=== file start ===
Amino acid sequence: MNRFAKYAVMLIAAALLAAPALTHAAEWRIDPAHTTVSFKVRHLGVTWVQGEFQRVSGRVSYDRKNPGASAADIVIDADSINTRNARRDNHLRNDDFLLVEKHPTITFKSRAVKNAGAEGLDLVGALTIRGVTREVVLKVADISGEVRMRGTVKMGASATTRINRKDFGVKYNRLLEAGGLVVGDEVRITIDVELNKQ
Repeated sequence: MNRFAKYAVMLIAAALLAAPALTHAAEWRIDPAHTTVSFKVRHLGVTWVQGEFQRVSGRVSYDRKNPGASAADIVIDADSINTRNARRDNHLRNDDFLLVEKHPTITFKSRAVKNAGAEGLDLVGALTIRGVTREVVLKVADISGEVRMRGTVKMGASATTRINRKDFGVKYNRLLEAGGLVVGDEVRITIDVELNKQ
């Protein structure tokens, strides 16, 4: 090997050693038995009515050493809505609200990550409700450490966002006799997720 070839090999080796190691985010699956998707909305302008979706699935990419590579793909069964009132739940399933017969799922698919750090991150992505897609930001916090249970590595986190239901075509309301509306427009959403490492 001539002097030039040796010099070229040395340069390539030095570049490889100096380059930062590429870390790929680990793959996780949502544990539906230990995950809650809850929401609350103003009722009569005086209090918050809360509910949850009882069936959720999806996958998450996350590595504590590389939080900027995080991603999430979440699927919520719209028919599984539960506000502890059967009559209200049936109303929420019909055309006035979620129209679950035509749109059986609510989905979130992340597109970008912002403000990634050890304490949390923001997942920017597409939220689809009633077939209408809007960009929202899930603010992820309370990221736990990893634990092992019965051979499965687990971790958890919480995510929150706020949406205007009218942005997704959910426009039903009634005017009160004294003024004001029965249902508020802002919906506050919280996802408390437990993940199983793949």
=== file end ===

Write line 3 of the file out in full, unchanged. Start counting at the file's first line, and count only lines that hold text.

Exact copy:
């Protein structure tokens, strides 16, 4: 090997050693038995009515050493809505609200990550409700450490966002006799997720 070839090999080796190691985010699956998707909305302008979706699935990419590579793909069964009132739940399933017969799922698919750090991150992505897609930001916090249970590595986190239901075509309301509306427009959403490492 001539002097030039040796010099070229040395340069390539030095570049490889100096380059930062590429870390790929680990793959996780949502544990539906230990995950809650809850929401609350103003009722009569005086209090918050809360509910949850009882069936959720999806996958998450996350590595504590590389939080900027995080991603999430979440699927919520719209028919599984539960506000502890059967009559209200049936109303929420019909055309006035979620129209679950035509749109059986609510989905979130992340597109970008912002403000990634050890304490949390923001997942920017597409939220689809009633077939209408809007960009929202899930603010992820309370990221736990990893634990092992019965051979499965687990971790958890919480995510929150706020949406205007009218942005997704959910426009039903009634005017009160004294003024004001029965249902508020802002919906506050919280996802408390437990993940199983793949």